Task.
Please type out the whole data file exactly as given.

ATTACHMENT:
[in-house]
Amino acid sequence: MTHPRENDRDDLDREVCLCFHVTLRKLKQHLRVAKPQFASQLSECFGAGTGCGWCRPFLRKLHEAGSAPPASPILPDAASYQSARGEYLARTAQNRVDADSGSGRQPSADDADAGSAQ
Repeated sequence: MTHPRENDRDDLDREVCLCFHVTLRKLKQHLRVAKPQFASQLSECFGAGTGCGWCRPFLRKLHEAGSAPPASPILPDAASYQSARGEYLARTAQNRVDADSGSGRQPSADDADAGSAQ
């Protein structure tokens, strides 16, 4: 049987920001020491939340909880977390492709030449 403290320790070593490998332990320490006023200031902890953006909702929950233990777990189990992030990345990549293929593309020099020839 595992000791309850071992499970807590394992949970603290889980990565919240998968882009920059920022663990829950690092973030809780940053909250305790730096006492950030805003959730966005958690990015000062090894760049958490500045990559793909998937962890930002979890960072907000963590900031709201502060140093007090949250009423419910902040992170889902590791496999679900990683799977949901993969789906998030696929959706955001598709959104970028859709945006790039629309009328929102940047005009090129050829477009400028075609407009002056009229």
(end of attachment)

[in-house]
Amino acid sequence: MTHPRENDRDDLDREVCLCFHVTLRKLKQHLRVAKPQFASQLSECFGAGTGCGWCRPFLRKLHEAGSAPPASPILPDAASYQSARGEYLARTAQNRVDADSGSGRQPSADDADAGSAQ
Repeated sequence: MTHPRENDRDDLDREVCLCFHVTLRKLKQHLRVAKPQFASQLSECFGAGTGCGWCRPFLRKLHEAGSAPPASPILPDAASYQSARGEYLARTAQNRVDADSGSGRQPSADDADAGSAQ
């Protein structure tokens, strides 16, 4: 049987920001020491939340909880977390492709030449 403290320790070593490998332990320490006023200031902890953006909702929950233990777990189990992030990345990549293929593309020099020839 595992000791309850071992499970807590394992949970603290889980990565919240998968882009920059920022663990829950690092973030809780940053909250305790730096006492950030805003959730966005958690990015000062090894760049958490500045990559793909998937962890930002979890960072907000963590900031709201502060140093007090949250009423419910902040992170889902590791496999679900990683799977949901993969789906998030696929959706955001598709959104970028859709945006790039629309009328929102940047005009090129050829477009400028075609407009002056009229």